I hope you had a happy new year! In 2018 I’m making it a priority to live more intentionally.
Living intentionally means taking yourself off of auto-pilot and asking yourself why you do what you do. Why have you set a resolution to workout more, or travel? How do you imagine you’re going to feel once achieving those goals? Tuning into the why of our everyday, rather than following the status quo of our community and people around us, creates enormous space for intentional living, clarity, and present moment awareness.
Here are three ways I’ve been practicing intentional living this week, I invite you to do the same for a day, or week, or however long you feel called to.
Morning meditation and stretching: Wake up earlier than usual to allow time for a short meditation and/or a gentle stretch to check in with the state of your body and mind. Not only is this a much needed act of self-care, but starting your day with meditation brings clarity to the rest of your day, starts your morning with mindful intention which leads to other mindful decisions (big and small) throughout the day, and a short meditation and gentle yoga practice are a grounding way to keep yourself stress free.
Mindful meals: Regular meditation and yoga bring more innate awareness to your body and with it, more awareness of the effects that what you ingest has on your body. The most obvious way we see this is in our body is with food. High-fat “comfort” foods are easy for most people to choose, but cause lethargy and lessen our ability to cope with stress while healthier foods are energizing, stress relieving, nutritious, and boost our immune system. Pay attention to your meals and see if you can cut out one unhealthy food item a day and replace it with a plant-based whole food. Maybe even commit to one plant-based meal a day, a meal with foods derived from plants and little to no animal products.
Explore, don’t expect: Most of us have a desire for instant gratification. Expecting something for our actions is the reason why most people break their New Years resolution before the end of January. By approaching resolutions, and life, from a place of exploration and curiosity, rather than anticipation and expectation, we allow ourselves to fully enjoy the process, let go of perceived end goals, and decrease disappointment and self-judgement if you do not get the results you imagined.
Last week I hosted Self-Care With Her(b), a women-centered workshop that served to create a space to share tips about wellness with cannabis. We had a sister session of open conversation while sharing organic herb, learned how to implement a self-love practice through affirmations and hip-opening stretches, and indulged in shoulder rubs using the pain-relieving and anti-inflammatory properties of THC and CBD-infused massage oils. An amazing night of radical self-love blessed by the full moon and so much feminine wonder.
The vibes were high as a room full of Queens of all ages, ethnicities, and individual stories communally smoked rose petal blunts hand-rolled with a mix of indica and CBD cannabis, lavender buds (for increased relaxation), and white sage (to lengthen the duration of the high); taking in Mother Earth’s smokable goodness and shedding layers. If you weren’t able to make it to this session, don’t fret – you may have missed out on this divine feminine experience but you can join my mailing list to be the first to know when the next Self-Care With Her(b) workshop will be happening again! For now, here is a peak into some of the ideas we explored about developing a self-care routine with cannabis.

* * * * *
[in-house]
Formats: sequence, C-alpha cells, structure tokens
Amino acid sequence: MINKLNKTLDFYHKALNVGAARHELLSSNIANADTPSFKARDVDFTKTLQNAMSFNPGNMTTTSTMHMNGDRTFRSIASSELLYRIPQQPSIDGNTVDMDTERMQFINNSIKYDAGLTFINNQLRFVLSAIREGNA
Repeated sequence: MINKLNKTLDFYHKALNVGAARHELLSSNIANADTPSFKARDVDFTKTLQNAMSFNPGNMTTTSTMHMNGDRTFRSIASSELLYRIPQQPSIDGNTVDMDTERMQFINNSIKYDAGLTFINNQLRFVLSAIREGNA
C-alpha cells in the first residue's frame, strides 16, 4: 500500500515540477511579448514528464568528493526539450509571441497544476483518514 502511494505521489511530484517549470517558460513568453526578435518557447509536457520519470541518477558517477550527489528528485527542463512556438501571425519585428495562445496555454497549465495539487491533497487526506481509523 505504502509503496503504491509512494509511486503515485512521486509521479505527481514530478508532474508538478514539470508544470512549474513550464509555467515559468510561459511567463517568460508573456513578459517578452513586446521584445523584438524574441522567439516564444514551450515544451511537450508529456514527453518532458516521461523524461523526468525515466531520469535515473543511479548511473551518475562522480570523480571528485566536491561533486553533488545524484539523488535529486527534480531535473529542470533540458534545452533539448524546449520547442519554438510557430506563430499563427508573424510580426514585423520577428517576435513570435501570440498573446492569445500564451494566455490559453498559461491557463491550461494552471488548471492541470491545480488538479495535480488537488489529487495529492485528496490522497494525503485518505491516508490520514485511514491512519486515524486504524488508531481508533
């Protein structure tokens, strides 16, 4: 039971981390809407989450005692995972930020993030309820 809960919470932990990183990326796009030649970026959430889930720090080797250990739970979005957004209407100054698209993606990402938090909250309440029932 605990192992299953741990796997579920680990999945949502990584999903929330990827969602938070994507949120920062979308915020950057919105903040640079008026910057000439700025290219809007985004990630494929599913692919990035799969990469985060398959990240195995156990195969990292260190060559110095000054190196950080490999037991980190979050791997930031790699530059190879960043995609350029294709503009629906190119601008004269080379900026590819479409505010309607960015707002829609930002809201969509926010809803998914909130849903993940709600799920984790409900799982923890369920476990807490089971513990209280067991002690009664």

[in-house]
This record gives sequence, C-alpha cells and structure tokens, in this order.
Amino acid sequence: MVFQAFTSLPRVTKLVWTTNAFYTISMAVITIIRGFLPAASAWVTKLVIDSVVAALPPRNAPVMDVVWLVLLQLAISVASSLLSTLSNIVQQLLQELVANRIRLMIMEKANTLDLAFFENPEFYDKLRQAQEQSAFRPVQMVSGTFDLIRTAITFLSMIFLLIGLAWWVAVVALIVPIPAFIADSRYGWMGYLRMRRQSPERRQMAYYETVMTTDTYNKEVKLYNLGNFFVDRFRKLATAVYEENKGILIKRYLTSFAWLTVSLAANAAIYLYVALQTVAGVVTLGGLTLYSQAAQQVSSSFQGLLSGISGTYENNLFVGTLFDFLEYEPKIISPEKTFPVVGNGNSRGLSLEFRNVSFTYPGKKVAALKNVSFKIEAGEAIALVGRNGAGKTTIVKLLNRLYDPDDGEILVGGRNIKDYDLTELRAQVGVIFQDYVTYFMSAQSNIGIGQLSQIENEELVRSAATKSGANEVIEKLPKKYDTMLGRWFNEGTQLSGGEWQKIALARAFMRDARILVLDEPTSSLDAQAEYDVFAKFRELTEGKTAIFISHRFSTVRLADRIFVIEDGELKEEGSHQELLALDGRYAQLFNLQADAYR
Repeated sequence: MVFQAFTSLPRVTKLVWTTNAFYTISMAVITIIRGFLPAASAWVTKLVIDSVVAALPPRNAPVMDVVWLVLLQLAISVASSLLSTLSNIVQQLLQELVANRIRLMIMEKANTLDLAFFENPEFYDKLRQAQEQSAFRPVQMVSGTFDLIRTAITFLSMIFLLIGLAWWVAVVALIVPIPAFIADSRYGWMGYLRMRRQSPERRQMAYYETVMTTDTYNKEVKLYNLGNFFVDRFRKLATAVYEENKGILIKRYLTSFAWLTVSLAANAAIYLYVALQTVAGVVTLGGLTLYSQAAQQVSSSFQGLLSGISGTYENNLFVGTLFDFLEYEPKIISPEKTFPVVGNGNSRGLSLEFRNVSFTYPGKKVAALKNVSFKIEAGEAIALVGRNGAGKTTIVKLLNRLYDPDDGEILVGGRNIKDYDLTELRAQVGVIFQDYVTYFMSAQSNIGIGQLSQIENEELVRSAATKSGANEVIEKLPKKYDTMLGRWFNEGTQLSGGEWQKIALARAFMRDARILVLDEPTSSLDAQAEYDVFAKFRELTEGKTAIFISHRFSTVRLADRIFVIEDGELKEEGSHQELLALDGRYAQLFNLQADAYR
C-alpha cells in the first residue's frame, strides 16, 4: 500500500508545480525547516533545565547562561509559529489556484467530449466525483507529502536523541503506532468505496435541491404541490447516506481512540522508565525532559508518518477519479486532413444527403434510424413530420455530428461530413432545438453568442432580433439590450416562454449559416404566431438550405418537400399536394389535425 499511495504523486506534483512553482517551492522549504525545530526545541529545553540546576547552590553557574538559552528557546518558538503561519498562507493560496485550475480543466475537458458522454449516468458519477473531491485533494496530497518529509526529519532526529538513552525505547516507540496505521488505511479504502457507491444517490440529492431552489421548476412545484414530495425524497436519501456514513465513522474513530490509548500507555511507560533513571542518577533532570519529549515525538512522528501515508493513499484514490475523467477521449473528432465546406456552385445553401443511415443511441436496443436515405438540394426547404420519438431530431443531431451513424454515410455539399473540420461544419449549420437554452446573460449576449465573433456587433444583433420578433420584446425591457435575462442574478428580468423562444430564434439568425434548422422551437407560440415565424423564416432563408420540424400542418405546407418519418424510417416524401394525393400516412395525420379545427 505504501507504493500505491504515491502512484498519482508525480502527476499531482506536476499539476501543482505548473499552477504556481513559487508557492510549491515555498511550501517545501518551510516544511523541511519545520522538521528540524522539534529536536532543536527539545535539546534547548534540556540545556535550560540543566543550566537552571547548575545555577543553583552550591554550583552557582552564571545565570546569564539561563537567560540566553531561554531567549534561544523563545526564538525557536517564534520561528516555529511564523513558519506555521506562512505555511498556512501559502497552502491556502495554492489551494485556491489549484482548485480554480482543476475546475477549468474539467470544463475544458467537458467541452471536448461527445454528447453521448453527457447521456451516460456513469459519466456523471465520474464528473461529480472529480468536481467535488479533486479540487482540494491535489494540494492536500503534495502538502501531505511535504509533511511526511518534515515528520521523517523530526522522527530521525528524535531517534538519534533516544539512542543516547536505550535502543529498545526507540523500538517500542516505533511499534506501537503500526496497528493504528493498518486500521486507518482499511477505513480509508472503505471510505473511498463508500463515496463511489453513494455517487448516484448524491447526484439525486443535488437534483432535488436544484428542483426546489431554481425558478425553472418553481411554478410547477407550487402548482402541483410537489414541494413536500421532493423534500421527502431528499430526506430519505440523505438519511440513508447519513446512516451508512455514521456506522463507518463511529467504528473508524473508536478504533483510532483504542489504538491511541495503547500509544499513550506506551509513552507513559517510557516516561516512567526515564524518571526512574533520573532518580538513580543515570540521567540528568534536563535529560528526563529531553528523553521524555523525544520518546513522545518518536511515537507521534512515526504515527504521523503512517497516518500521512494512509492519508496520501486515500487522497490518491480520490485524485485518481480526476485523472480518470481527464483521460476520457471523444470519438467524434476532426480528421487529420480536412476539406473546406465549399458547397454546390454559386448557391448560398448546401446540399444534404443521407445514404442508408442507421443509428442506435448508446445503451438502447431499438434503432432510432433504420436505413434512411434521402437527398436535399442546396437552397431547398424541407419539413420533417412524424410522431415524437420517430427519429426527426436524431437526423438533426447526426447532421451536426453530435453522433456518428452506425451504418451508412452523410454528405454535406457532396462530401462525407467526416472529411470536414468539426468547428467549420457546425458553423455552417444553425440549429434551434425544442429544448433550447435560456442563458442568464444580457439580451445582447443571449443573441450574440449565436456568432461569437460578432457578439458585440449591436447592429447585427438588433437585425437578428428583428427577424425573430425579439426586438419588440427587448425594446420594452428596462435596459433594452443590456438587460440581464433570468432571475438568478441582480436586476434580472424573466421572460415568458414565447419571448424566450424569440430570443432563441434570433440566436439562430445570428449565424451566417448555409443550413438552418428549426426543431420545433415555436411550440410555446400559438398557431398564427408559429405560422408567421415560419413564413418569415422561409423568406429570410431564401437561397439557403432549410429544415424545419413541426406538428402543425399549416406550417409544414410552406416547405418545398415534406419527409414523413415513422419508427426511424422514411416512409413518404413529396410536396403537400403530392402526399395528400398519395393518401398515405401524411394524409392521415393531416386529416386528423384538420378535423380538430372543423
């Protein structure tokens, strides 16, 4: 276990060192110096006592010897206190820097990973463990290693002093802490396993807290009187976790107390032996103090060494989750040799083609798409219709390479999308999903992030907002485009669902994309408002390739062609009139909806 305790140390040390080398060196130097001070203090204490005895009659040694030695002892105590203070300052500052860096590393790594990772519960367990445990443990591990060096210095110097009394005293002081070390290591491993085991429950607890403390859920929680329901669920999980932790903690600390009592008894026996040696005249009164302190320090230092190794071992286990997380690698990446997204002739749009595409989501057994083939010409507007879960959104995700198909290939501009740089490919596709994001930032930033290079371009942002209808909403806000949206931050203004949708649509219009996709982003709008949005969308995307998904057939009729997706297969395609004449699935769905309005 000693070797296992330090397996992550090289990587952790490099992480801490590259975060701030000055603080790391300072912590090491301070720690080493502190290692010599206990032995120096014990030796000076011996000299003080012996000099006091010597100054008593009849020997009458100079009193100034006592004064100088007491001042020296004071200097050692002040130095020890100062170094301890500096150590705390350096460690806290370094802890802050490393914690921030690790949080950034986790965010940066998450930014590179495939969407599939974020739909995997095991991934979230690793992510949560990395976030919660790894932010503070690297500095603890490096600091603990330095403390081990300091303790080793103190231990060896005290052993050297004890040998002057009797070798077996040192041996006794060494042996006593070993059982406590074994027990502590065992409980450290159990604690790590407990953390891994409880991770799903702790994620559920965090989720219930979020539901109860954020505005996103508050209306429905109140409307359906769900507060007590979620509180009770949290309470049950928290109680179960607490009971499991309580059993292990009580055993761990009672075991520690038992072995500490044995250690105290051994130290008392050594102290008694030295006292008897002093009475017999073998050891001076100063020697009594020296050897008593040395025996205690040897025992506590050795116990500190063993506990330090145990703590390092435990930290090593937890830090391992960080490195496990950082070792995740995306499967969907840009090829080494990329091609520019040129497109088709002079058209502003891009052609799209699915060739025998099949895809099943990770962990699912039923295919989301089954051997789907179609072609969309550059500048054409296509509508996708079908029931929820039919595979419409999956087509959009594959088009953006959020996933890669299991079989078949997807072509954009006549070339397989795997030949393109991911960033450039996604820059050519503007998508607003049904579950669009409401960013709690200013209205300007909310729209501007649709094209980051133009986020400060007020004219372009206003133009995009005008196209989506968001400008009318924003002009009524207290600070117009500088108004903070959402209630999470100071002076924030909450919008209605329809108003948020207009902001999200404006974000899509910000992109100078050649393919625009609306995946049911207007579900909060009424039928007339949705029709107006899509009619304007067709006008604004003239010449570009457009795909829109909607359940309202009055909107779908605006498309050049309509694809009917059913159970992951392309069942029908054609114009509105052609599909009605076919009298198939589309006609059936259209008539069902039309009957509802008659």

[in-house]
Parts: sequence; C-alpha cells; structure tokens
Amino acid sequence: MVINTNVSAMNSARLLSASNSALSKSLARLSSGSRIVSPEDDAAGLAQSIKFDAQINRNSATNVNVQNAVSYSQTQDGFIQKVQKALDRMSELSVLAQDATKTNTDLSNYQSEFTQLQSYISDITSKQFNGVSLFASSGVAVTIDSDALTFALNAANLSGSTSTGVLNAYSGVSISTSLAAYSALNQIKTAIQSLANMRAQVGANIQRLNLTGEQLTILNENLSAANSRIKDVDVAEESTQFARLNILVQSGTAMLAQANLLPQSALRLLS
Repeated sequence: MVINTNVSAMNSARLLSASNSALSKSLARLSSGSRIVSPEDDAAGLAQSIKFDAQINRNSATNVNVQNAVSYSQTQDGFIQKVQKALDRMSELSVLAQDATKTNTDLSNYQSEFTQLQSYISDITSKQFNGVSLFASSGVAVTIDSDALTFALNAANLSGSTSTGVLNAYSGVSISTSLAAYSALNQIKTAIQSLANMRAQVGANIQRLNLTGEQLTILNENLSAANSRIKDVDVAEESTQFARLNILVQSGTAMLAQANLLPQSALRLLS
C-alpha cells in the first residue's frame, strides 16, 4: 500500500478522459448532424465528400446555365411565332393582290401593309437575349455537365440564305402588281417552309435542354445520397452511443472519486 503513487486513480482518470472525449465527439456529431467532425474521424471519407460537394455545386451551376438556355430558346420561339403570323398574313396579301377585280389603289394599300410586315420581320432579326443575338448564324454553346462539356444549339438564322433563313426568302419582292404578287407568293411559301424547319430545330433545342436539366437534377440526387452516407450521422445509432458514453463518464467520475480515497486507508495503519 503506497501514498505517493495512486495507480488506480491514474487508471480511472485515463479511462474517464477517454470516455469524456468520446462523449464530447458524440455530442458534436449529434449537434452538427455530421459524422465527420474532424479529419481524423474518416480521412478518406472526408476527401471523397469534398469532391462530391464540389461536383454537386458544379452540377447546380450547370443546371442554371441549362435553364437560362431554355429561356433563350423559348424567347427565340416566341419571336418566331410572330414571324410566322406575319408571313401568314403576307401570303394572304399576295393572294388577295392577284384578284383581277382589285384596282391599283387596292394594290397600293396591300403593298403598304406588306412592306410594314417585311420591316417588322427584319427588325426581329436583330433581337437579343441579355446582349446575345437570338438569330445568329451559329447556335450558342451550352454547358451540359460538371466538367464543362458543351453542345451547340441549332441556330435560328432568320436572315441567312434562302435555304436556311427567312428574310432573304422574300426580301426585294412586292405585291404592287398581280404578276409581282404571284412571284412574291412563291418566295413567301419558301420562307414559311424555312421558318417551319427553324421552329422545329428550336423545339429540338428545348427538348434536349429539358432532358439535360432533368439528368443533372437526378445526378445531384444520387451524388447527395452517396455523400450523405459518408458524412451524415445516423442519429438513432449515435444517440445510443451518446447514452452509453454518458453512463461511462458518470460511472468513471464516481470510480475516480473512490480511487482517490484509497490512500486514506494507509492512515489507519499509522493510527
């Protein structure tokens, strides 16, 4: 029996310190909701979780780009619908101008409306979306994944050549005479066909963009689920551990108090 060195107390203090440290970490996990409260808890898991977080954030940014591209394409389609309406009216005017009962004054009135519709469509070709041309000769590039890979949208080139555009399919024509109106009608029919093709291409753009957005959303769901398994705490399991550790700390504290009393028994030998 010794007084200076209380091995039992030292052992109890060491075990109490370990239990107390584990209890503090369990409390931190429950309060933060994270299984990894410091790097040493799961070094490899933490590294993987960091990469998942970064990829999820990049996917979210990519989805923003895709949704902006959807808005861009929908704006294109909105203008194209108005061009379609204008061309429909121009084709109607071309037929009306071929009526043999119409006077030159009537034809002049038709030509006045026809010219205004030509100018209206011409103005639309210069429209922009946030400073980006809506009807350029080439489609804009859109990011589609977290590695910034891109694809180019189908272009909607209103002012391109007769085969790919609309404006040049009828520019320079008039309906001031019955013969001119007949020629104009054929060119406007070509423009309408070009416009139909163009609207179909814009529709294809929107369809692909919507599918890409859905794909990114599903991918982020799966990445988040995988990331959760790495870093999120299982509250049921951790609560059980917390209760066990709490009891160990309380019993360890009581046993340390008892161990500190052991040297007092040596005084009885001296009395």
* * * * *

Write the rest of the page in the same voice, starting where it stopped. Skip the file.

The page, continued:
Understand your personal relationship with cannabis
“Every woman interested in a spiritual friendship with cannabis should have her own pipe and her own small stash of good herb, and she should know how to prepare it and savor it. Also, women should do it alone now and then, silently seeking communion and insight. As wonderful as a couple’s enhanced communication and sensuality can be, solo contemplation is also a marvelous path to follow.”
This quote comes from Cannabis & Spirituality by Stephen Gray, and serves as a reminder that your relationship with cannabis is so deeply personal and should be explored alone every so often to honor this. What are your favorite methods of consumption? How do indicas make you feel? How about sativas? How many mgs do you like to have of an edible? If you smoke joints, do you know how to roll your own? What signs does your body give you when you start to feel too high? What do you do when you get too high? What activities feel the best when you smoke? What thoughts, feelings, and sensations are amplified or diminished with certain strains?
I’ve met so many women who only smoke socially or because of their partner, without any regard for what they’re trying to experience other than being altered or just to be a part, that they have no idea what kind of cannabis they’re smoking or what the effects are supposed to be. When you know how different strains, types, and doses of cannabis effect you, and generally educate yourself about the cannabis you’re consuming (ask your budtender!) and the way it effects you personally (ask your body!), you become empowered to take your experience, healing, and well-being into your own hands, rather than leaving it to someone one else.
2. Find cannabis-friendly products for your health and wellness needs
Cannabis is more than a psychoactive plant, it also has lots of stress and anxiety reducing, anti-inflammatory, and pain relieving properties making it a perfect ally for women’s wellness. Whether it is a cannabis-infused bath bomb, essential oil, body oil, salve, or diet-specific edible, there are infinite ways to take advantage of the healing benefits of cannabis for multiple situations.